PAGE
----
than constant current, the voltage being held at approximately 3312 volts when used with 15-cell equipments. This control is effected by means of a Wheatstone bridge W connected across the machine terminals at two opposite junction points of the bridge, while the other two opposite points are connected to the field terminals. The Wheatstone bridge consists of two fixed resistances, XX, and two iron wire “ballast” resistances, YY. The iron wire “ballast” resistances have the characteristic of increasing their resistance rapidly with very small increments of current when operating at a dull-red heat. The design of this bridge (for 15-cell equipments) is such that when the machine voltage is 3312 volts the resistances of X and Y are practically, equal. Under these conditions no current will flow through the field winding F1. When the voltage is lower than 3312, the resistance of Y is less than the resistance of X, and Y will, therefore, carry more current than X, the excess current flowing through the field winding F1. As the voltage of the machine increases, therefore, the field excitation becomes smaller and smaller, approaching zero as the voltage approaches 3312 volts. At high speed the current in the field is actually reversed in order to partly counteract the residual magnetism in the pole necks and the frame of the machine. In series with the Wheatstone bridge is a fixed resistance R, which is normally short-circuited by a switch H, and is also short-circuited by a contact clip or by an extra blade on the lamp switch. When the switch H and the lamp switch are both open, the resistance H is no longer short-circuited. The drop in this resistance then lowers the voltage applied across the Wheatstone bridge, and in order to restore the latter to its normal balanced value, the voltage of the machine will be increased by an amount equal to the drop in the resistance R. This arrangement permits the voltage of the machine to be increased during a daylight run, when the lamps are not in use, in order to give the battery a highvoltage charge if this should ever be deemed necessary or advisable. When the lamp switch is closed the resistance R is immediately short-circuited and the voltage of the machine is restored to normal, so that the lamps are never subjected to this high voltage. On the actual switchboard, the switch H consists of two terminals connected by a brass rod, which, by sliding lengthwise, may be disconnected from one of them. While this means for increasing the voltage has been included to provide for possible contingency, it has not been found necessary to use it on any of some seventy equipments in service from two to three years.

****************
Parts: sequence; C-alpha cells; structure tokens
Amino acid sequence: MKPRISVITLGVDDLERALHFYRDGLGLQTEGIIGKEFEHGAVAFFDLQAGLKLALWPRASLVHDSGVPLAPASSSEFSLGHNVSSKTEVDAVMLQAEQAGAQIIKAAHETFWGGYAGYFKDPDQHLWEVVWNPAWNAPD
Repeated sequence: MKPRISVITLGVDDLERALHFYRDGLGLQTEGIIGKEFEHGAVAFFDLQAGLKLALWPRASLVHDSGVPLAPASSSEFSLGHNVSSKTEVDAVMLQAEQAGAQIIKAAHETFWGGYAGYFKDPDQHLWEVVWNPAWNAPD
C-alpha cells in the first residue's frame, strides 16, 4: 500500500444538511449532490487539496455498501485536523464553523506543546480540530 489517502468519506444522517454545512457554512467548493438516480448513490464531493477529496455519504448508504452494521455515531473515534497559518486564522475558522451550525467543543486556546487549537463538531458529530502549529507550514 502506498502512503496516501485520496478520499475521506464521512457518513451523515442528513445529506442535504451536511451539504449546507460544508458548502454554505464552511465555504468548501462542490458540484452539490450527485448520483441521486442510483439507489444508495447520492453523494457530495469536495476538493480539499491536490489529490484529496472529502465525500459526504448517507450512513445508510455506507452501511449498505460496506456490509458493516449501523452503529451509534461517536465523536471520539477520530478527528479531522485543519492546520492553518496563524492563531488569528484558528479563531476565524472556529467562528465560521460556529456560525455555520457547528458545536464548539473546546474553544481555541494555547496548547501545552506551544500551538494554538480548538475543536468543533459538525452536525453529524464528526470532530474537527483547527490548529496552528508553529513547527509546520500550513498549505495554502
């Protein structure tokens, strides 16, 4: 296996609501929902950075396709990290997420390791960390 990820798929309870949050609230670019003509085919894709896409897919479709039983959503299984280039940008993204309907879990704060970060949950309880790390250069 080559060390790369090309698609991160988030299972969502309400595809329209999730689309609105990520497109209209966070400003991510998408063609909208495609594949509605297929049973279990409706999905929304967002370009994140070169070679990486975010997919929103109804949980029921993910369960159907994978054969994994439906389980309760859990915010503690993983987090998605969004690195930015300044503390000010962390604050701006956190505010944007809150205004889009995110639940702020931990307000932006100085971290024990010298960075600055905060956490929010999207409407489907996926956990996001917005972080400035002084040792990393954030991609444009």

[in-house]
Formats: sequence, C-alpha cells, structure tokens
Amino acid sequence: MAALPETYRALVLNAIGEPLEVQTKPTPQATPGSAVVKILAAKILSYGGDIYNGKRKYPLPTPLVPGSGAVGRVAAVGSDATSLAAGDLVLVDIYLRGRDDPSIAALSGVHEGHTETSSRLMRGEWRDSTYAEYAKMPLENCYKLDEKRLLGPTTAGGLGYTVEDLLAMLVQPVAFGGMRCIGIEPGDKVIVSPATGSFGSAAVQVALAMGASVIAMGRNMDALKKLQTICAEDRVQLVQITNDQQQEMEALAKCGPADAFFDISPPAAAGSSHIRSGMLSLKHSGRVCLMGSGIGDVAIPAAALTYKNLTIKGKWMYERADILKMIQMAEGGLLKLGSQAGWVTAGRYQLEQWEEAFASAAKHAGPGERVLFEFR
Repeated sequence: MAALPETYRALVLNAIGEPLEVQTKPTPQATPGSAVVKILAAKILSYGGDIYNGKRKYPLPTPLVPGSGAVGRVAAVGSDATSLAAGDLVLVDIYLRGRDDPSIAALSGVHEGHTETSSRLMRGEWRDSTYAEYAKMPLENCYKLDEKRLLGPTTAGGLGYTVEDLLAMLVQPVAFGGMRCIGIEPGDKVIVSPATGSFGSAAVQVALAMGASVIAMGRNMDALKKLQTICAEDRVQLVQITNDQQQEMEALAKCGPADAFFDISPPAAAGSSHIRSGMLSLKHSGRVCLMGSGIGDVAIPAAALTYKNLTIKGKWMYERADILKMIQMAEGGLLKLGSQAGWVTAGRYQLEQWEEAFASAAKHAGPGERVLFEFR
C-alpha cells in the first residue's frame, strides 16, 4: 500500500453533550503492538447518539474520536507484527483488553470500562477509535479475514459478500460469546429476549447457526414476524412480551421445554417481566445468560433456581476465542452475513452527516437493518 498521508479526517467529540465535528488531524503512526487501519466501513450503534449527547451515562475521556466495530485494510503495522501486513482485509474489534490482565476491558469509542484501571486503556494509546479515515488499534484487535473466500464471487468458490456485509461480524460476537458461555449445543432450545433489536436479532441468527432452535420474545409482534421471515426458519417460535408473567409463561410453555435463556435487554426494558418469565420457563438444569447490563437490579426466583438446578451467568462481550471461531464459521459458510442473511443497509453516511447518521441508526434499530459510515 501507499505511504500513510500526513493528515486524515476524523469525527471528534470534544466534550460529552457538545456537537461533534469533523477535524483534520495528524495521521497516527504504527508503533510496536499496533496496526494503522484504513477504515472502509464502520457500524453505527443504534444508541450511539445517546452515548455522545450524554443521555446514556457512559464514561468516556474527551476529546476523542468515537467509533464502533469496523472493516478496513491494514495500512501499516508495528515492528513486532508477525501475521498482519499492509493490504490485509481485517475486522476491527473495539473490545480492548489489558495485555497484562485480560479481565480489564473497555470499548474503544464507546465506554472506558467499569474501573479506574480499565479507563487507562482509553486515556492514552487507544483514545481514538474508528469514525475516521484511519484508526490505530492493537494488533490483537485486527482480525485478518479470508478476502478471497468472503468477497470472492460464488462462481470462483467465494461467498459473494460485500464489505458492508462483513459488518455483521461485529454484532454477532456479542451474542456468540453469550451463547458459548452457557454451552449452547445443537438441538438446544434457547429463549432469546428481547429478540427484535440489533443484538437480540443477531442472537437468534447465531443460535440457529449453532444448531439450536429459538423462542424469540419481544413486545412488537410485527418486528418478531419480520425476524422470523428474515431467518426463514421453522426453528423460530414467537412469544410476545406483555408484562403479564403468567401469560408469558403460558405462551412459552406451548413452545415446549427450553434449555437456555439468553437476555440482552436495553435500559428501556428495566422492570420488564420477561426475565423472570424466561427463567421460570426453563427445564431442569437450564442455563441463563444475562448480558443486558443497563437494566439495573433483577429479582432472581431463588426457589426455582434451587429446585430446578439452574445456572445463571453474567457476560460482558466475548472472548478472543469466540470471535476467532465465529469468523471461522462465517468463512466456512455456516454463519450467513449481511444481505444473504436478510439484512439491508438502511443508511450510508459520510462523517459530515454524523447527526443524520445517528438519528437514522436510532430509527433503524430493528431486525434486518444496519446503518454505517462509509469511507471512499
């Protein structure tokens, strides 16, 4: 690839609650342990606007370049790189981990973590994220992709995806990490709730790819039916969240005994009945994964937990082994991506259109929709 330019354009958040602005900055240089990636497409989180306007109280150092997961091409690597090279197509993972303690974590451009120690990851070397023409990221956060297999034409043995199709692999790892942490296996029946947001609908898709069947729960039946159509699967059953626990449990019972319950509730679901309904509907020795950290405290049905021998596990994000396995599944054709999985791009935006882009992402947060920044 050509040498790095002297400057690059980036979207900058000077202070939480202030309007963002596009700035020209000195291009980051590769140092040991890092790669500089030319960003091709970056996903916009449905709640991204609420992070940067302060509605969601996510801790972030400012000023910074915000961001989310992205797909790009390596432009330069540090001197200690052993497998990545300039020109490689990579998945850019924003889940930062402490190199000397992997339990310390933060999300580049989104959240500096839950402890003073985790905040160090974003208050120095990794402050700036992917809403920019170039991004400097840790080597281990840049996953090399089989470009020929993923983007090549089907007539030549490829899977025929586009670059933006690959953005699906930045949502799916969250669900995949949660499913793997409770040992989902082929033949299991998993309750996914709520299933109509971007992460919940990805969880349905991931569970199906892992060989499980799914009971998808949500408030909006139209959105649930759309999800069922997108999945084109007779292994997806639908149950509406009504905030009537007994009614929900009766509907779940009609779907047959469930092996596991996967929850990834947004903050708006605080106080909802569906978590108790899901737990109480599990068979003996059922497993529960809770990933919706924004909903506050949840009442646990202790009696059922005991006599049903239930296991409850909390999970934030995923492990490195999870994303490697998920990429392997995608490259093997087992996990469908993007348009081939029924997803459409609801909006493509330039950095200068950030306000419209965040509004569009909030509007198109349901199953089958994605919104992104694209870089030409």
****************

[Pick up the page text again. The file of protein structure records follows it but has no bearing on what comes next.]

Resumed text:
Automatic means are provided to prevent a battery overcharge, and a “cutout” arrangement is included to prevent the battery discharging through the generator when its voltage is greater than the electromotive force of the dynamo. Means are provided to supply generator current to the battery as it is used, so the cells are always maintained in a charged condition. The features of current control developed in car-lighting service have been adopted by automobile makers in the modern starting and lighting systems which are so popular and now considered indispensable. The experience of the various storage-battery makers in producing satisfactory batteries for this service was turned to good